Cardiovascular aging is associated with decreased endothelial vasoreactivity and prolonged diastolic relaxation. As diminished NO signaling contributes to age-associated endothelial dysfunction, we tested the hypothesis that impaired NO signaling or bioactivity also contributes to slowed ventricular relaxation with age. Accordingly, we measured myocardial NO synthase (NOS) enzyme activity, protein abundance, and cGMP production in old (22 to 25 months) and young adult (4 to 7 months) male Wistar rats. Both NOS3 protein abundance and calcium-dependent NOS activity were elevated in old compared with young adult hearts (7.2 ±1.1 versus 4.2 ±0.6 pmol/mg protein, respectively, P=0.03). However, NOS activity and protein abundance were similar in isolated myocytes, indicating that endothelial NOS likely explains the age difference. Cardiac effluent cGMP (enzyme immunoassay) was 4.8-fold higher (1794±373 fmol/min per mg heart tissue) in older versus younger hearts (P=0.003). To assess NO pathway responsiveness, we administered the NOS substrate L-arginine (100 μm) to isolated perfused rat hearts. Baseline isovolumic relaxation (τ) was prolonged in old (42.9±2.5 ms, n= 16) versus young hearts (36.0± 1.9 ms, n= 11, P=0.03). L-Arginine decreased τ (P<0.001) and left ventricular end-diastolic pressure in both old and young hearts. Supporting an NO/cGMP-mediating mechanism, the NO donor sodium nitroprusside reduced τ (maximal effect, -14±2%, n=5, P<0.001), and this lusitropic effect was attenuated by the soluble guanylyl cyclase inhibitor 1H-[1,2,4]oxadiazolo-[4,3,-a]quinoxalin-1-one (n=7, P<0.001). Thus, the NO-cGMP pathway is upregulated in the endothelial cells of aged hearts. L-Arginine, the NOS precursor, enhances ventricular relaxation in old and young hearts, indicating that the NOS pathway may be exploited to modulate diastolic function in aged myocardium.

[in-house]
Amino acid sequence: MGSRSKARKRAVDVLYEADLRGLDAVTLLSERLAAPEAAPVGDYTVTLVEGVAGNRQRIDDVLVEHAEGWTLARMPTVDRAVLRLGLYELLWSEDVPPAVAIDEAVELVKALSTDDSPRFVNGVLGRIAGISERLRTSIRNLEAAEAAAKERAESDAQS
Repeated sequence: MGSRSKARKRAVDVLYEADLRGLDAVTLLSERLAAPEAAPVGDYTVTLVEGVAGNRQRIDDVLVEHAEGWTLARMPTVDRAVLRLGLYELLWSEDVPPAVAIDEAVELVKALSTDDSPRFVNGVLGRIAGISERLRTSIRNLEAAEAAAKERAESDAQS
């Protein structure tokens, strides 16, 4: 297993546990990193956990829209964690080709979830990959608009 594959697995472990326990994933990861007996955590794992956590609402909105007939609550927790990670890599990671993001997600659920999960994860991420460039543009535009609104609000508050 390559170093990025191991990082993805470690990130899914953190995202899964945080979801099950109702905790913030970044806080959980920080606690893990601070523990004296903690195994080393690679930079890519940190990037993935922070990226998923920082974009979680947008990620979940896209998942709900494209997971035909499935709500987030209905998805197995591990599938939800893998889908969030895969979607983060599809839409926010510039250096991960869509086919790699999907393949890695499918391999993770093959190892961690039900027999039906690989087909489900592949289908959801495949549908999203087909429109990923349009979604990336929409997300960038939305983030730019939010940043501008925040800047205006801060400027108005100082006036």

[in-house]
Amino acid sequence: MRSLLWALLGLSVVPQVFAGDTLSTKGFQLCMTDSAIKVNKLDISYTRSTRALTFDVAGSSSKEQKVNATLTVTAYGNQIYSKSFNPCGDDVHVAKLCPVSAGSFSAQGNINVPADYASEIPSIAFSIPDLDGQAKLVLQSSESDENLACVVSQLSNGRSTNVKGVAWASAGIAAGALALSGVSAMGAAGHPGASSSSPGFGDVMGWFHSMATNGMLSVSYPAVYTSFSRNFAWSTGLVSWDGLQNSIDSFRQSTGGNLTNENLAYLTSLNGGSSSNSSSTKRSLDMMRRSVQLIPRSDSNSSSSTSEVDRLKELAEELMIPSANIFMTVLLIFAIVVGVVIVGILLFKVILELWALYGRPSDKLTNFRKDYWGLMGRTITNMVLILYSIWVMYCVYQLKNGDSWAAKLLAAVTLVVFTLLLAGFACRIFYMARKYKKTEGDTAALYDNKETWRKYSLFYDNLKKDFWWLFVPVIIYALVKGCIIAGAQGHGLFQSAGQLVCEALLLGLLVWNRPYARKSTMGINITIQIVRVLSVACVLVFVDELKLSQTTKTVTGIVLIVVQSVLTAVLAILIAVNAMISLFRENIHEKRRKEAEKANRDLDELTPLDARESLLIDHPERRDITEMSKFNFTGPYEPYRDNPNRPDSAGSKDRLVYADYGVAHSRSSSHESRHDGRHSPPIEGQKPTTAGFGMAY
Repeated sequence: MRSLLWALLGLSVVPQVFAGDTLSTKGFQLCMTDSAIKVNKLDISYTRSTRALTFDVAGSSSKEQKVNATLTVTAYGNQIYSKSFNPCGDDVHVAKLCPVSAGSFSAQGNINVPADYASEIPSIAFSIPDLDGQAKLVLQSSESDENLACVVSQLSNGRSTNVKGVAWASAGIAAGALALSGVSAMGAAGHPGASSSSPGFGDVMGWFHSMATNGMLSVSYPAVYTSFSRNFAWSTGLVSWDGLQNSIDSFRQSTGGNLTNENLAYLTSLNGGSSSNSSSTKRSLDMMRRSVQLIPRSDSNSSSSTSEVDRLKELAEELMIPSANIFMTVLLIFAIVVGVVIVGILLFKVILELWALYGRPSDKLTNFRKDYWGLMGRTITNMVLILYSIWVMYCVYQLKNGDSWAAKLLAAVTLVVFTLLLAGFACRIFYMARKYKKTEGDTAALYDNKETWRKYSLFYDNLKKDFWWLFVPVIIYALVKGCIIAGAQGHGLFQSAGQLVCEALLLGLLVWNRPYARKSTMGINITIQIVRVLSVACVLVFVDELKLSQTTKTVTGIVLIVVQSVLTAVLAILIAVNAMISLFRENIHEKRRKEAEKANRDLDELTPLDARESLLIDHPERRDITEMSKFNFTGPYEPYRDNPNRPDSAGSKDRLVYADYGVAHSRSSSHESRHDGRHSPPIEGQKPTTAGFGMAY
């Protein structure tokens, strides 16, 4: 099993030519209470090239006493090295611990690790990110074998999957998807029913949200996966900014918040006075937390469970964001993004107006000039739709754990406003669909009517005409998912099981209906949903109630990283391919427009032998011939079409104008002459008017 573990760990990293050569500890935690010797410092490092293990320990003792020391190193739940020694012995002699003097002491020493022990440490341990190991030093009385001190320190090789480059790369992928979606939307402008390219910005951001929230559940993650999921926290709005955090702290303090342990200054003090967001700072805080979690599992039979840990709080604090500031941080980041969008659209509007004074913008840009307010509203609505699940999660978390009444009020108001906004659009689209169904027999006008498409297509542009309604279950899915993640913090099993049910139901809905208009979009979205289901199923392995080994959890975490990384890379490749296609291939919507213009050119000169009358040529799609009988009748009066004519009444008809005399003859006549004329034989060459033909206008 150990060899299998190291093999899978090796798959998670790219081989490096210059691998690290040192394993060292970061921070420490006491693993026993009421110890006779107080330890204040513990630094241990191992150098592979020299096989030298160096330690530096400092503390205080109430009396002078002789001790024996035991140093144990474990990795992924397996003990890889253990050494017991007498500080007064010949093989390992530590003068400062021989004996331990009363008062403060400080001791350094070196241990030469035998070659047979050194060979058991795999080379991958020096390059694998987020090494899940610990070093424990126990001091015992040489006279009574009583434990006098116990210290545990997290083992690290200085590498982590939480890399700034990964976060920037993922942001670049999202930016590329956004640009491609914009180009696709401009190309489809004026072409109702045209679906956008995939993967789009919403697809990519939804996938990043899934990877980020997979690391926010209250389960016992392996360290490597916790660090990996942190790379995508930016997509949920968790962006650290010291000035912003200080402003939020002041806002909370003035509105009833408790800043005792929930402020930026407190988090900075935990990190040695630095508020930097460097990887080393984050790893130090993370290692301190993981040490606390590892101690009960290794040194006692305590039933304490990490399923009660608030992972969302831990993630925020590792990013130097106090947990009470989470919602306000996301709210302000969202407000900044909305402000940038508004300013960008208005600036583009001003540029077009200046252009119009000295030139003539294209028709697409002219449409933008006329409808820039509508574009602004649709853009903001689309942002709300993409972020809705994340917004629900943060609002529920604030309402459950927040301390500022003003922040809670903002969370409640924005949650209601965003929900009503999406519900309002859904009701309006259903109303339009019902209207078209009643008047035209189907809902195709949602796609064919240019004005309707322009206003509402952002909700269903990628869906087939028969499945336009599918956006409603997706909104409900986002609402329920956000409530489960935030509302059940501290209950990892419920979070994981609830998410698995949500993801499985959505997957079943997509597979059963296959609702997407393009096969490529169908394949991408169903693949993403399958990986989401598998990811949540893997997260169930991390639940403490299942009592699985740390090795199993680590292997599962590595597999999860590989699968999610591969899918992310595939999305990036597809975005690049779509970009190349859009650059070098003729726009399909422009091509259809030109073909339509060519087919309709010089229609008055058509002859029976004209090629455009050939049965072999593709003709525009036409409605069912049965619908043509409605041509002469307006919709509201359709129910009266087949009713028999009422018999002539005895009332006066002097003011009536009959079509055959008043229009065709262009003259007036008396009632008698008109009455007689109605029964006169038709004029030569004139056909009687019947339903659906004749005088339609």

- Nitric oxide synthase
ASJC Scopus subject areas
- Cardiology and Cardiovascular Medicine